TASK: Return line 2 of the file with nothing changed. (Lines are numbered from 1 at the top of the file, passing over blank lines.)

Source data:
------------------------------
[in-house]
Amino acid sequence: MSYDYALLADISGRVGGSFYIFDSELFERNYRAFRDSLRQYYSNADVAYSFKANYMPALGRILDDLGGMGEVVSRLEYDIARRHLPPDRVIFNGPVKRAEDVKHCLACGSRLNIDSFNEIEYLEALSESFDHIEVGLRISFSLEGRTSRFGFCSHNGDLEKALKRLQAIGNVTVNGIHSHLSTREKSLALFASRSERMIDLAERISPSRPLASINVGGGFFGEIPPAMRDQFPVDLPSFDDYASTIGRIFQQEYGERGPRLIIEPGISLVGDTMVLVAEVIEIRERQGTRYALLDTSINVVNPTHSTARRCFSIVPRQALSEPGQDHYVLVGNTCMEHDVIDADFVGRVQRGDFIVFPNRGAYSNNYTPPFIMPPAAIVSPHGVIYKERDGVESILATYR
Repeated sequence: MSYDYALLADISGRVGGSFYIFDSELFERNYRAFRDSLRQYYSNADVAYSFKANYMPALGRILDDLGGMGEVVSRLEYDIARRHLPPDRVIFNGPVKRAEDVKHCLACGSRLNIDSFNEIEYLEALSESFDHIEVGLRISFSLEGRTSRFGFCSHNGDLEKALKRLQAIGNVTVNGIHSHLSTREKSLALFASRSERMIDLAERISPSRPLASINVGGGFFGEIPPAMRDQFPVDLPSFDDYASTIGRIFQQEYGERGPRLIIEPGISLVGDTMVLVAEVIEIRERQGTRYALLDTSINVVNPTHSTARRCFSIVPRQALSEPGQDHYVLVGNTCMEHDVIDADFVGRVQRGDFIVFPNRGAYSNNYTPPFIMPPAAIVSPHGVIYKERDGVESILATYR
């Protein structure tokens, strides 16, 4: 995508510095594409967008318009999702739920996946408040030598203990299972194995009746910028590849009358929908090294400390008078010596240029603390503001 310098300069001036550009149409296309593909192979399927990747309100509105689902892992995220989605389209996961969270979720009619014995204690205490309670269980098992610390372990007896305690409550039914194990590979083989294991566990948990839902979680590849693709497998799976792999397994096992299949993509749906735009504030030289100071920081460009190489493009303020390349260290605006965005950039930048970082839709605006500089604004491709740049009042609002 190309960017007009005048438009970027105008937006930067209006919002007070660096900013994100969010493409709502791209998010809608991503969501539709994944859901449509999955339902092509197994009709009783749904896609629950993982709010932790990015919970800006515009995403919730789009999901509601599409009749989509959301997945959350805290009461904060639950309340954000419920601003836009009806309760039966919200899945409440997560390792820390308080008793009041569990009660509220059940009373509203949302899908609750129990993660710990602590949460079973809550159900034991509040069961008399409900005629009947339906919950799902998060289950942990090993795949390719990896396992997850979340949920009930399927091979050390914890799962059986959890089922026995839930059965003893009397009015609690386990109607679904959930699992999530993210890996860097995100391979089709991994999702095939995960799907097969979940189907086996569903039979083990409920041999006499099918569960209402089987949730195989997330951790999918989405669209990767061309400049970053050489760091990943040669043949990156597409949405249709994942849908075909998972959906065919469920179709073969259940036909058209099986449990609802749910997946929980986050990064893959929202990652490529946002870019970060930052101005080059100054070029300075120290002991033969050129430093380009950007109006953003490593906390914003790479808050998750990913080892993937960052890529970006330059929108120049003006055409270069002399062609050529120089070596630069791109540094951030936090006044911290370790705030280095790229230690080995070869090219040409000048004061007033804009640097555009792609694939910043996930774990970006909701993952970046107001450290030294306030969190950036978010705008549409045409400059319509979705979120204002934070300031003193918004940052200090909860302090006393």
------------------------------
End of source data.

Amino acid sequence: MSYDYALLADISGRVGGSFYIFDSELFERNYRAFRDSLRQYYSNADVAYSFKANYMPALGRILDDLGGMGEVVSRLEYDIARRHLPPDRVIFNGPVKRAEDVKHCLACGSRLNIDSFNEIEYLEALSESFDHIEVGLRISFSLEGRTSRFGFCSHNGDLEKALKRLQAIGNVTVNGIHSHLSTREKSLALFASRSERMIDLAERISPSRPLASINVGGGFFGEIPPAMRDQFPVDLPSFDDYASTIGRIFQQEYGERGPRLIIEPGISLVGDTMVLVAEVIEIRERQGTRYALLDTSINVVNPTHSTARRCFSIVPRQALSEPGQDHYVLVGNTCMEHDVIDADFVGRVQRGDFIVFPNRGAYSNNYTPPFIMPPAAIVSPHGVIYKERDGVESILATYR